Talk:Loader (computing)

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What a "loader" is[edit]

A "loader" can also be a piece of code that handles loading the rest of a long program into memory, e.g. on 1980s home computers like Commodore 64 and ZX Spectrum where there might be music or graphical effects during a (several minutes long) loading from cassette tape. This deserves a mention. 01:16, 1 February 2007 (UTC)

does not loader comes after linking for programs for loading to program memory area for execution?

—Preceding unsigned comment added by unknown (talkcontribs)

A loader is simply a part of operating system that is responsible for loading programs from executables to memory, prepare them for execution and then execute them. It is usually a part of the operating system's kernel and usually is loaded at system boot time and stays in memory until reboot/shutdown/poweroff (some operating systems with a pageable kernel may have the loader in the pageable part of the kernel and thus the loader may be swapped out of memory sometimes). Each operating system that supports program loading must have one (there are some embedded operating systems in highly specialized computers that have no program loading capabilities and thus no loaders, for example the operating system that runs on the computer that controls your HIFI). The thing described in the article is called "linking loader" and I also have seen name "program interpreter" (from the 'readelf' program) or "helper program for shared library executables" that refers to a component of the loader that performs the shared library linking performed at runtime.

I didn't updated the article since a lot of investigation needs to be done, especially to identify the sources and the proper names for the various loader types.

--Jozue 19:44, 24 January 2007 (UTC)

In unix and in general modern OSes' context the loader is part of the OS, or bootloeader (and mostly not part of the OS, since it runs pre kernel), but the c=64 bit illustrates that in embedded and older OS contexts things are different.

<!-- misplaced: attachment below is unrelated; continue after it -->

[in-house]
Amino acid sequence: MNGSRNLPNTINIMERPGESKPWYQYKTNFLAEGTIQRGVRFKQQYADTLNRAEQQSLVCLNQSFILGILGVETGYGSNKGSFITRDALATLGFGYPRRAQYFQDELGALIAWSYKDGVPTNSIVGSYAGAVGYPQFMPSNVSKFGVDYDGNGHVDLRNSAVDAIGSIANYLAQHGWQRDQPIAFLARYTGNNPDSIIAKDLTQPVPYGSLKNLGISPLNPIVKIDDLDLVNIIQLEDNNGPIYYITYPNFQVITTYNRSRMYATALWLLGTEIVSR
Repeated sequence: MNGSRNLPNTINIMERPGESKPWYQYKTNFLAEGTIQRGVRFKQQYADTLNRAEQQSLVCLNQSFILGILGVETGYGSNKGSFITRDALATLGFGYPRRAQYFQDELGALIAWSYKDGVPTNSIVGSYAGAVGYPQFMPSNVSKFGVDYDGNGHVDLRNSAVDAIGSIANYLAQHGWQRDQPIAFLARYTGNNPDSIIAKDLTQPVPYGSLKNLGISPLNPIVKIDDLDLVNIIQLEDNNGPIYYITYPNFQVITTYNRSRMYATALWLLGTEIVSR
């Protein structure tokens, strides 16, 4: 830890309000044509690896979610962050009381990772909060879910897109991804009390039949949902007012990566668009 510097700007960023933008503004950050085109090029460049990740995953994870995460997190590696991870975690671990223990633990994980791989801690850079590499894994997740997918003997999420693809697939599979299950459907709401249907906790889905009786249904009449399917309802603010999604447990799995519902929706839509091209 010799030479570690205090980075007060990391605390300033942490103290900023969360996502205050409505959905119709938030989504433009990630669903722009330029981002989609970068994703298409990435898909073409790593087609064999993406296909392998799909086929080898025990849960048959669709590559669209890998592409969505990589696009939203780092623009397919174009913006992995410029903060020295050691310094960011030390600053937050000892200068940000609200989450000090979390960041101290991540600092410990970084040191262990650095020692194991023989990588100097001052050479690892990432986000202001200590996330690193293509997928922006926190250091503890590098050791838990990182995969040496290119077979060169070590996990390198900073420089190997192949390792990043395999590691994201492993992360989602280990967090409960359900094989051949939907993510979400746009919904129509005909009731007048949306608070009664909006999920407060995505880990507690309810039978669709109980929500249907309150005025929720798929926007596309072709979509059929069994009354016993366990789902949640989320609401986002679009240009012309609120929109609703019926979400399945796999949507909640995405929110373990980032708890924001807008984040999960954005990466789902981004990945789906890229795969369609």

Classic Mac OS is also a nice example that things are not always that black and white as the strict bios-bootloader-OS from the PC, since there ROM and loaded OS parts work in unison, and loaded parts can override parts of the ROM, but the ROM will still be used to boot etc etc. Overriding can even take place on a per model basis (if the ROM is known to be buggy for that model). The OS is the combined ROM and loaded OS parts. (talk) 11:34, 20 January 2016 (UTC)

As I think I added to the article, on OS/360 and successors the "loader" is not part of the operating system, but a separate program. An OS service called "program fetch" can be used alternatively to load already-linked programs. I think this is still true with zOS, although PDS/Es have undoubtedly caused changes. There are also stand-alone loaders, such as used on the PDP11 to load a program from paper tape, or to load a hex program assembled on another system, but these might be considered boot loaders. Peter Flass (talk) 15:43, 20 January 2016 (UTC)

Not always "part of an operating system"[edit]

Indeed, one the various loader types is boot loader, which (usually) loads the operating system itself. –Wbm1058 (talk) 13:36, 18 April 2012 (UTC)

Needs much more work[edit]

Terminology: I could do with some help in clarifying usage of English terms. The process of either starting executables or loading libraries and binding them into processes often involves umpteen other stages, and I would like to discover what the consensus is about how many stages of the process are considered part of a loader itself. Examples might be; in Windows NT, checking the exe or library is permitted to run against the rules of software restriction policies (SRP), checking the exe's acl for both read and execute permissions, checking certificates in the case of a device driver or where SRP requires certificate checks.

Amplifying the article: Loading device drivers is not mentioned and it certainly should be. There should be clear mentions of library loading, executable loading in process startup, device drivers and also loaders in a non-o/s context such as virtual machine interpreters or programming language interpreters which load and pre-parse or JIT-compile code. We should also mention the case of systems where decompression of the exe is carried out, and talk about systems where a loader has to check that dependencies can be satisfied before execution even starts, such as where required libraries are declared in the exe data structures.

What about talking about for example Java and .Net component loading too?CecilWard (talk) 19:09, 15 July 2009 (UTC)